Room 6

Room 6: New York

The German invasion of the Netherlands in May 1940 and the fall of Paris the following month deeply troubled Mondrian, and many of his artist neighbours had already left London, to escape imminent bombing. Mondrian, who had acquired an American visa, actively sought passage to the United States. His journey was aided by a young American artist and friend, Harry Holtzman. Once again, Mondrian arranged the shipment of finished and unfinished paintings and on 23 September 1940 departed from Liverpool for New York. Holtzman set him up in an apartment at 353 East 56th Street in Manhattan, which Mondrian refashioned in his now signature manner, such that the art dealer Sidney Janis could describe it a year later as ‘of a piece with his paintings’, its walls ‘broken by rectangular colour areas of cardboard – red, blue, yellow, unequal in size – placed to form a typical Mondrian arrangement’. Mondrian moved one further time, to 15 East 59th Street, in October 1943, which received the same treatment. Although he lived there for just a few months, following Mondrian’s death on 1 February 1944, Holtzman preserved the studio temporarily as a museum and memorial to him.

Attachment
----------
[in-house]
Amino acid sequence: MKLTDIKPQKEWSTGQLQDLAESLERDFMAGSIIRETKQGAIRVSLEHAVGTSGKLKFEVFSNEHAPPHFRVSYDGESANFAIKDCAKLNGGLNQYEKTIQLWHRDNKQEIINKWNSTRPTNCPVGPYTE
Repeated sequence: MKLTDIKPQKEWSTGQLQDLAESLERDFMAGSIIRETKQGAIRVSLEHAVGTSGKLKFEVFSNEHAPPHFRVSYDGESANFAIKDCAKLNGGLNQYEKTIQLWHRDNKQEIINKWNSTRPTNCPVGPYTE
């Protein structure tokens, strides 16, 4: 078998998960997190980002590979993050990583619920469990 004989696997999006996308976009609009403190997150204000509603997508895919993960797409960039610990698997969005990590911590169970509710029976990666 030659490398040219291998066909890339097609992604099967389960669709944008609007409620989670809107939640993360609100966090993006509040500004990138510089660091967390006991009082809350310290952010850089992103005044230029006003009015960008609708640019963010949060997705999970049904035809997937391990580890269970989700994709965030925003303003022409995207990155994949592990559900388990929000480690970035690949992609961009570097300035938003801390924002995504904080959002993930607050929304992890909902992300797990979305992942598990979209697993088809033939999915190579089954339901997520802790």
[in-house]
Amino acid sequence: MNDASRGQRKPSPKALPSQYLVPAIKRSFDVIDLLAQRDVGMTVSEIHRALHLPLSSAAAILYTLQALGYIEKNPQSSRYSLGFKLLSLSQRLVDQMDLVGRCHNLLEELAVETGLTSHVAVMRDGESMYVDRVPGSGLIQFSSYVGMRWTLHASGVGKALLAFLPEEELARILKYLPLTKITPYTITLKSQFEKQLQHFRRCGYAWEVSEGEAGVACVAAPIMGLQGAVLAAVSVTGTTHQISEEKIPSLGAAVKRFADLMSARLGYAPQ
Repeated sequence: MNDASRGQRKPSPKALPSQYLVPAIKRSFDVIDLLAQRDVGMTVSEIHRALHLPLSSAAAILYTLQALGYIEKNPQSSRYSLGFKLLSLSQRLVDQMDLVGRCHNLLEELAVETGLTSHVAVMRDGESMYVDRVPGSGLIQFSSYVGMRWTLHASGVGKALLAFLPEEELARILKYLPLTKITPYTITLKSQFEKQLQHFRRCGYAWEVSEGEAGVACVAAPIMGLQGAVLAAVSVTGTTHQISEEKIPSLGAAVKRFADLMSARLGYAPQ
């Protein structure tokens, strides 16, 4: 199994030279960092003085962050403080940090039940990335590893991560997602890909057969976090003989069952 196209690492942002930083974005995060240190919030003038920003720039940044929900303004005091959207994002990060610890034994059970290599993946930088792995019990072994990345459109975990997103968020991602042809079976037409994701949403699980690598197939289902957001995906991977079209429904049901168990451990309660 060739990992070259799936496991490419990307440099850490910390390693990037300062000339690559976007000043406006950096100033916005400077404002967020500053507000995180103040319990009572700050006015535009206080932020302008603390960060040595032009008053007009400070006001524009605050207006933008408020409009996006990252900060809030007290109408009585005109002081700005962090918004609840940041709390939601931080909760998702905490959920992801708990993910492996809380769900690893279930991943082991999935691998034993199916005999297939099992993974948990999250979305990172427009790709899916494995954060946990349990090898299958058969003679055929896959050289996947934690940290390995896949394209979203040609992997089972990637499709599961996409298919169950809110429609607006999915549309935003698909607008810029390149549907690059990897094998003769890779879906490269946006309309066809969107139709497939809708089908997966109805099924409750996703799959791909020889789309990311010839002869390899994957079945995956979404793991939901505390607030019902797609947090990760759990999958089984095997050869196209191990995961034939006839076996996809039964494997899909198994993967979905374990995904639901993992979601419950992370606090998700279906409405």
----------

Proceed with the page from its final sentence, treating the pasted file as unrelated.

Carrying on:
The studio in 15 East 59th Street is documented here through archival material, photographs, a film and the Wall Works. These compositions created by Mondrian in his last New York studio with coloured cards, some of which he painted, were found on the walls when he died. They were meticulously traced, transferred and remounted onto panels by Harry Holtzman in order for them to be preserved and exhibited. While the framing and selection of support materials were carefully chosen by Holtzman, the relationship between the colours of the original cards and the spacing between them document exactly what Mondrian composed on the walls. Along with the documentary photographs and the film by Harry Holtzman, these two compositions – part of a group of eight – preciously document Mondrian’s last studio in New York which has also been exactly reconstructed by the architect Jason Holtzman in several previous exhibitions.